Why is Modular Today’s Building Answer?

ModspaceFor this Wednesday edition of Guest Post Friday, we welcome Jeff Dusing of the Modular Space Corporation (ModSpace). Jeff is the Creative Communications Manager at ModSpace, a modular construction company that provides temporary and permanent solutions for commercial building projects. ModSpace has 80 branch locations across the U.S. and Canada, and offer solutions to suit your building needs such as office trailers, portable classrooms, mobile storage containers, and even modular office complexes.

Why all the hype about modular building?

The simple answer is not all that simple. Essentially, as budgets get tighter and expectations rise, modular becomes increasingly attractive. In other words, today’s competitive marketplace and fast-paced speed of business is putting additional emphasis on delivering projects faster, at reduced cost, without compromising quality. And did we mention the need to be sustainable too?

Modular building inherently has many advantages over traditional construction. Speed, cost savings and quality are just a few. For example: The simultaneous in-factory/onsite production process inherent in modular construction accelerates final delivery timelines by up to 50 percent over traditional construction. This shortened timeframe often results in significant cost savings in such things as labor and equipment rentals, not to mention unforeseen weather delays common in onsite construction. The quality of modular is consistently superior through the use of the same building materials in a controlled factory environment and precision cutting based on a practiced repeatable process.

So how does this affect the end user’s bottom line? As modular building is faster than traditional construction, the countdown to revenue generation is dramatically shortened, allowing them to be more profitable in less time. In other words, a traditional construction project that would normally take 12 months can be completed in just six using modular construction. This means operators have an additional six months to generate revenue if they choose modular.

Commercial property owners, in particular healthcare facilities, are turning to modular solutions for exactly these benefits. Healthcare and education, in particular, have also recognized that offsite manufacturing translates to minimal onsite disturbance, so patients, students and day-to-day business operations remain relatively unaffected. Once installed, new modular buildings are virtually indistinguishable from the surrounding traditionally built structures.

Modular also requires minimal site disruption so it leaves no long-term footprints. With the option to build with wood, steel and concrete or 100 percent concrete, modular is a viable, even preferred building technique for almost any industry.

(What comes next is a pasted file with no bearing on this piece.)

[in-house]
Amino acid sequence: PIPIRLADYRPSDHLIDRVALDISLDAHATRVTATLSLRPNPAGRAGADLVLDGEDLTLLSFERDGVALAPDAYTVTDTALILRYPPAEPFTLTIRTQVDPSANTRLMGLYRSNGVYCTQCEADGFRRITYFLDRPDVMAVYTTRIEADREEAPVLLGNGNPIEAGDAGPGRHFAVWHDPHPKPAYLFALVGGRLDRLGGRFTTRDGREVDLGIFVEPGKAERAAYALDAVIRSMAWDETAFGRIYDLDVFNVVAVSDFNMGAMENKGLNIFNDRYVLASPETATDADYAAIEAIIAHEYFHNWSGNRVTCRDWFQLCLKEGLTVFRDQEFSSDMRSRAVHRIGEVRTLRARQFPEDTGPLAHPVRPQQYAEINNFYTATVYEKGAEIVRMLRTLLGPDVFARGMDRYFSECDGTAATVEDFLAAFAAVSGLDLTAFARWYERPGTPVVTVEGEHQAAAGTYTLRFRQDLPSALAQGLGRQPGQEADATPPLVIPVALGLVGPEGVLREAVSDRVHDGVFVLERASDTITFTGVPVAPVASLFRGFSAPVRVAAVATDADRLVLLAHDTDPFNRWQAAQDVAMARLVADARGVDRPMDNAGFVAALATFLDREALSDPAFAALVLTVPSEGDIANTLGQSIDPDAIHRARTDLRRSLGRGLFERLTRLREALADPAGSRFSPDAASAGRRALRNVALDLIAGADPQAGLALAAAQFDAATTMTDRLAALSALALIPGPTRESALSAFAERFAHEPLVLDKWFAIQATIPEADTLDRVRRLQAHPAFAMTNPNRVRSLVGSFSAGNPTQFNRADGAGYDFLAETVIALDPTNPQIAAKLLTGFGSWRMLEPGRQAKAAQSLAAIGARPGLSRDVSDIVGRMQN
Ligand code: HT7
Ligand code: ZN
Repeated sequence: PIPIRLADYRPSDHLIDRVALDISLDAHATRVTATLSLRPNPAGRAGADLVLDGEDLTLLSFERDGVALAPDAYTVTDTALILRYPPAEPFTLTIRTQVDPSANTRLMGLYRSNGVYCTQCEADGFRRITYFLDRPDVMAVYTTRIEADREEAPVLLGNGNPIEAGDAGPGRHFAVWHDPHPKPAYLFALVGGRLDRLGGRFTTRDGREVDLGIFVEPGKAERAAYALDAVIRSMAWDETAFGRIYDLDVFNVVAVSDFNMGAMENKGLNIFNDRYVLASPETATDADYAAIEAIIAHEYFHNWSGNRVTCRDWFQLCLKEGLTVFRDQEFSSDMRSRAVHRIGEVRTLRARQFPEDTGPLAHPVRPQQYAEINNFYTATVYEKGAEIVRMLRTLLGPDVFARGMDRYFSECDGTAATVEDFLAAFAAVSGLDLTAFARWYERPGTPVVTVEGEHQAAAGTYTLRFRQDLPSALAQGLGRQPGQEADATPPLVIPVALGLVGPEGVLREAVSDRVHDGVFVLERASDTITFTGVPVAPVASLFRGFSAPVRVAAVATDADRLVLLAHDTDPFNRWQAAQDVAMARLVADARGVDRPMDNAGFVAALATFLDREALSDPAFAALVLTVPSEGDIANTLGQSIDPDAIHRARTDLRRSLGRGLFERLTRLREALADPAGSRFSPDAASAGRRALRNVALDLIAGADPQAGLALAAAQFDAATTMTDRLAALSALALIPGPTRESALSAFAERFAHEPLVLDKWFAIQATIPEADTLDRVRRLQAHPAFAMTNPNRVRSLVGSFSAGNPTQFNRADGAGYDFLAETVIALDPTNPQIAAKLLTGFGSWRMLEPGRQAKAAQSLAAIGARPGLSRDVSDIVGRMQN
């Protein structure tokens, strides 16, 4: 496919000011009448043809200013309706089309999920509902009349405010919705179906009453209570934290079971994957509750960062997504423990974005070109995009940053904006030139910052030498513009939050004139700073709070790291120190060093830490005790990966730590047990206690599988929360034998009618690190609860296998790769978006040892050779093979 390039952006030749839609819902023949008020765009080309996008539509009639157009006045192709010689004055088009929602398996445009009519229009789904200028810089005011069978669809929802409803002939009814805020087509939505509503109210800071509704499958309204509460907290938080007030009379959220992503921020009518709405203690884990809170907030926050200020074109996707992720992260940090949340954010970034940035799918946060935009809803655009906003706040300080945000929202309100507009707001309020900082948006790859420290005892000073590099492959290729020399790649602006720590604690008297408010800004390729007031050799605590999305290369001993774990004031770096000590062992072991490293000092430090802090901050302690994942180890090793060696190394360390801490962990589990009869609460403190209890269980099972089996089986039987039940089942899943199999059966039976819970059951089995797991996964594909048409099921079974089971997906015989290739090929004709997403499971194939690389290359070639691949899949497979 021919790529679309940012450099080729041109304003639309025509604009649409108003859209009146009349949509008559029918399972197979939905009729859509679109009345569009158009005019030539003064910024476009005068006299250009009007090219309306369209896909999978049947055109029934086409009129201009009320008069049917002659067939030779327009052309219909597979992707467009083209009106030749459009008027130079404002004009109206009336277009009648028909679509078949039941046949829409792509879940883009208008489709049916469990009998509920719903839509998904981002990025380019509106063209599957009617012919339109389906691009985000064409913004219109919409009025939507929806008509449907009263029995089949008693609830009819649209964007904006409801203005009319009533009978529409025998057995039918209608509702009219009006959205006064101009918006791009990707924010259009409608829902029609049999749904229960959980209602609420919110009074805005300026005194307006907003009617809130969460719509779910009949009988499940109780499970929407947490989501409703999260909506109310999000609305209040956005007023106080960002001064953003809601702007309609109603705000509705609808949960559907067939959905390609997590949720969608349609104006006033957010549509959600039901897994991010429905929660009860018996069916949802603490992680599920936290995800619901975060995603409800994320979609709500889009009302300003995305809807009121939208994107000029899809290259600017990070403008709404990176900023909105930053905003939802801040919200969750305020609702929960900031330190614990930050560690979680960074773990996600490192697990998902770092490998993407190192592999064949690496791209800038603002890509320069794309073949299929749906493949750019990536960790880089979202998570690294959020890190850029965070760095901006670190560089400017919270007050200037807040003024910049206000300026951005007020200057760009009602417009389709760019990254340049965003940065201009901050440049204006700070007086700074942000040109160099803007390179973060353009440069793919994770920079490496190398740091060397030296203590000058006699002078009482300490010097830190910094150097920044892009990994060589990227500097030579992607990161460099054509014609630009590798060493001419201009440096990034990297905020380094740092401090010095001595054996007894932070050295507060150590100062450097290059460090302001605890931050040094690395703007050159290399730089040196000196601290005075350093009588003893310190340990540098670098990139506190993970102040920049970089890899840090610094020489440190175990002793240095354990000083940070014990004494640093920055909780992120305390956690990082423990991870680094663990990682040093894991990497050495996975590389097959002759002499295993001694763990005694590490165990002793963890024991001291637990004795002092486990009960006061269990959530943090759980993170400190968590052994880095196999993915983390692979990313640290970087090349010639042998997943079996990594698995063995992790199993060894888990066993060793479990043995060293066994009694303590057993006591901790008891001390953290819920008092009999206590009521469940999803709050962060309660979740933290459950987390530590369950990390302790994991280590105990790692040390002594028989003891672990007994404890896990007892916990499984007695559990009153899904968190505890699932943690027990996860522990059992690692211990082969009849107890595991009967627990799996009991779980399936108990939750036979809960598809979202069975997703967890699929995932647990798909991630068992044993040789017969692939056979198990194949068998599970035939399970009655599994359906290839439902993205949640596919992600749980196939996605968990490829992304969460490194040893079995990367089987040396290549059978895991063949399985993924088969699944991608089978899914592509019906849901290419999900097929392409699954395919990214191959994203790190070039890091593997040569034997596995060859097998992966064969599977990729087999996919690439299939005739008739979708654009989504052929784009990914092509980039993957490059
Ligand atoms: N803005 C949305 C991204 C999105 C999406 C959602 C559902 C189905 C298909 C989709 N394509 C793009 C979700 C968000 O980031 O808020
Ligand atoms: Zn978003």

Modular buildings can be used for schools, banks, restaurants, hospitals, medical clinics, daycare centers, and correctional facilities, among numerous other structures. Permanent modular buildings are constructed to remain in one location, but can be easily relocated, reconfigured or refurbished onsite, or in another location for a completely different use. This flexibility of use makes modular a more sustainable option simply by extending building life and eliminating the need to tear down and rebuild aging or outdated buildings.

Needless to say, modular building is the new building solution for today’s demanding businesses.

Jeff and I welcome your comments below. Also, please subscribe to keep up with this and other Guest Post Friday Musings.

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3 Responses to Why is Modular Today’s Building Answer?
  1. Peter@Future Steel Buildings
    October 26, 2011 | 10:05 AM

    Modular is definitely increasingly popular. With delivery costs dropping it’s often much less expensive to build offsite.

    I like the point you make about how environmentally it’s less disruptive since the site doesn’t get trampled from construction.

    Great article!
    Peter@Future Steel Buildings recently posted..Steel Buildings for All of Canada including Quebec!My Profile

  2. Christopher G. Hill
    Twitter:
    October 26, 2011 | 10:42 AM

    Thanks for checking in Peter.
    Christopher G. Hill recently posted..Another (Non-Dragas) Chinese Drywall DecisionMy Profile

  3. Dean Ashby
    January 18, 2013 | 2:57 AM

    Modular building seems to be very popular nowadays. It can be for temporary structures, too. Take for example an instance where our school required a temporary space to hold classes. We have sourced so many venues, even outside of the school to rent and hold our classes, but to no avail. We even considered renting an office building, that to our dismay look like storage unit facilities. However, we stumbled across this modular building and it was even suggested that we could build it on our limited backyard space. We even have the option to make it a mobile structure. Our Dean was so pleased with the outcome. We are glad that our operations team was quick enough to suggest this.

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About Musings

I am a construction lawyer in Richmond, Virginia, a LEED AP, and have been nominated by my peers to Virginia's Legal Elite in Construction Law on multiple occasions. I provide advice and assistance with mechanic's liens, contract review and consulting, occupational safety issues (VOSH and OSHA), and risk management for construction professionals.

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